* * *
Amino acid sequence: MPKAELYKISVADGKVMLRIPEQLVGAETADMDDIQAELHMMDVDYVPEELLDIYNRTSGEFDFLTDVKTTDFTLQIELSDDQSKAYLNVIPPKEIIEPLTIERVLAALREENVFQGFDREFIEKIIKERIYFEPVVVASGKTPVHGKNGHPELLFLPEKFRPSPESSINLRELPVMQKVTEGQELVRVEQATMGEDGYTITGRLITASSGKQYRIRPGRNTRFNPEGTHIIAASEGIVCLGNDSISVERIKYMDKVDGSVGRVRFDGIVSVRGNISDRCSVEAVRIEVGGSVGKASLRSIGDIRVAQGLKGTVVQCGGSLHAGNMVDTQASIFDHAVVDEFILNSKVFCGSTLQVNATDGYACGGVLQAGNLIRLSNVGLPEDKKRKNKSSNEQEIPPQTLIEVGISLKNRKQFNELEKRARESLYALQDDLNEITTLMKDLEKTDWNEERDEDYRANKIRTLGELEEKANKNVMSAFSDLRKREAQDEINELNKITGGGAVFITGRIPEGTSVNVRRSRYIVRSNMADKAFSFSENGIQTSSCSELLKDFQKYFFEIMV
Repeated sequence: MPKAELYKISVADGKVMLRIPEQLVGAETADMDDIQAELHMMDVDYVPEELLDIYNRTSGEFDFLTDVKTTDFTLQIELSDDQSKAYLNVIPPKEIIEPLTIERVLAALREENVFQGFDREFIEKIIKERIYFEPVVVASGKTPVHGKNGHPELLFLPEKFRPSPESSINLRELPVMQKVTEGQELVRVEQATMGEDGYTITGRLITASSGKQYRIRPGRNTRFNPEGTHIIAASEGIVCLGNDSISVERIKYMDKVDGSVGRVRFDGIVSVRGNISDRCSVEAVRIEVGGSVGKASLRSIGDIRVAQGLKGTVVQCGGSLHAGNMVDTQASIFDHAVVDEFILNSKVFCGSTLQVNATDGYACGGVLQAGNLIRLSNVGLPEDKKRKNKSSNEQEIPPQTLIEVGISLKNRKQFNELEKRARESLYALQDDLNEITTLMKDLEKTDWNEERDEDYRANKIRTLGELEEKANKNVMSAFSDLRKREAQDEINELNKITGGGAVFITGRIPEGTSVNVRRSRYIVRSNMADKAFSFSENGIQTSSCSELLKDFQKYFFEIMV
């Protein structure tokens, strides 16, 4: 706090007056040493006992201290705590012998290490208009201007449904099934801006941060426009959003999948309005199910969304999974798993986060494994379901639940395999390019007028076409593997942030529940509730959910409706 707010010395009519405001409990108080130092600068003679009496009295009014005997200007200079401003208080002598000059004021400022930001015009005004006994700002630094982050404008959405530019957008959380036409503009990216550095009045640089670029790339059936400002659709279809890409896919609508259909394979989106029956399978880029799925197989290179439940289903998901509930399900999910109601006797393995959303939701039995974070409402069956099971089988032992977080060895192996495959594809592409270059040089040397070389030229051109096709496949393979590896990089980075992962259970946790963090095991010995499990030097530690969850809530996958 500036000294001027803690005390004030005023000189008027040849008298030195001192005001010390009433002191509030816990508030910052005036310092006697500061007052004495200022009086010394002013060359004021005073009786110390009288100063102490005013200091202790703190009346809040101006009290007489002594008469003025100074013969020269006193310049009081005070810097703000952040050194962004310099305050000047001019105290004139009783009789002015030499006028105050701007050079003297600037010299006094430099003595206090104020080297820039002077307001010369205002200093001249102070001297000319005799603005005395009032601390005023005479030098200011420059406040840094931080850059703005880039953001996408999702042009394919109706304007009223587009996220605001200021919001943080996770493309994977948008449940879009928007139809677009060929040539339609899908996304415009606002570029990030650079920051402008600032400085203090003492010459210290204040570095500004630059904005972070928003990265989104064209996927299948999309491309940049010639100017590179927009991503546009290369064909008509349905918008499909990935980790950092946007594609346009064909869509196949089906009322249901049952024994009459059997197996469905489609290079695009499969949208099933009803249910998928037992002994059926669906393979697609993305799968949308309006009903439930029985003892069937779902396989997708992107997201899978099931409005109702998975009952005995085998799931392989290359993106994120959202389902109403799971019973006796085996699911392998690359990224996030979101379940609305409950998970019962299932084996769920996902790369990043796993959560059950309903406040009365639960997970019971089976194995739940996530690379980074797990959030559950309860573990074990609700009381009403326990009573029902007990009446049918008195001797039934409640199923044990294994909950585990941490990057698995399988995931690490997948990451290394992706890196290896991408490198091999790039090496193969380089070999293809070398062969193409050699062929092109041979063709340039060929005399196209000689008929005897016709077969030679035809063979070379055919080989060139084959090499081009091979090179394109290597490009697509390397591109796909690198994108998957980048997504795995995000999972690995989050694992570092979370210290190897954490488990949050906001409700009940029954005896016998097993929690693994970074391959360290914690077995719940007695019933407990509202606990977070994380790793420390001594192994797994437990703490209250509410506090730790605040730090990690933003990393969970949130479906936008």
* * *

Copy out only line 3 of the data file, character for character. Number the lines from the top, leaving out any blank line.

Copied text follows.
């Protein structure tokens, strides 16, 4: 706090007056040493006992201290705590012998290490208009201007449904099934801006941060426009959003999948309005199910969304999974798993986060494994379901639940395999390019007028076409593997942030529940509730959910409706 707010010395009519405001409990108080130092600068003679009496009295009014005997200007200079401003208080002598000059004021400022930001015009005004006994700002630094982050404008959405530019957008959380036409503009990216550095009045640089670029790339059936400002659709279809890409896919609508259909394979989106029956399978880029799925197989290179439940289903998901509930399900999910109601006797393995959303939701039995974070409402069956099971089988032992977080060895192996495959594809592409270059040089040397070389030229051109096709496949393979590896990089980075992962259970946790963090095991010995499990030097530690969850809530996958 500036000294001027803690005390004030005023000189008027040849008298030195001192005001010390009433002191509030816990508030910052005036310092006697500061007052004495200022009086010394002013060359004021005073009786110390009288100063102490005013200091202790703190009346809040101006009290007489002594008469003025100074013969020269006193310049009081005070810097703000952040050194962004310099305050000047001019105290004139009783009789002015030499006028105050701007050079003297600037010299006094430099003595206090104020080297820039002077307001010369205002200093001249102070001297000319005799603005005395009032601390005023005479030098200011420059406040840094931080850059703005880039953001996408999702042009394919109706304007009223587009996220605001200021919001943080996770493309994977948008449940879009928007139809677009060929040539339609899908996304415009606002570029990030650079920051402008600032400085203090003492010459210290204040570095500004630059904005972070928003990265989104064209996927299948999309491309940049010639100017590179927009991503546009290369064909008509349905918008499909990935980790950092946007594609346009064909869509196949089906009322249901049952024994009459059997197996469905489609290079695009499969949208099933009803249910998928037992002994059926669906393979697609993305799968949308309006009903439930029985003892069937779902396989997708992107997201899978099931409005109702998975009952005995085998799931392989290359993106994120959202389902109403799971019973006796085996699911392998690359990224996030979101379940609305409950998970019962299932084996769920996902790369990043796993959560059950309903406040009365639960997970019971089976194995739940996530690379980074797990959030559950309860573990074990609700009381009403326990009573029902007990009446049918008195001797039934409640199923044990294994909950585990941490990057698995399988995931690490997948990451290394992706890196290896991408490198091999790039090496193969380089070999293809070398062969193409050699062929092109041979063709340039060929005399196209000689008929005897016709077969030679035809063979070379055919080989060139084959090499081009091979090179394109290597490009697509390397591109796909690198994108998957980048997504795995995000999972690995989050694992570092979370210290190897954490488990949050906001409700009940029954005896016998097993929690693994970074391959360290914690077995719940007695019933407990509202606990977070994380790793420390001594192994797994437990703490209250509410506090730790605040730090990690933003990393969970949130479906936008």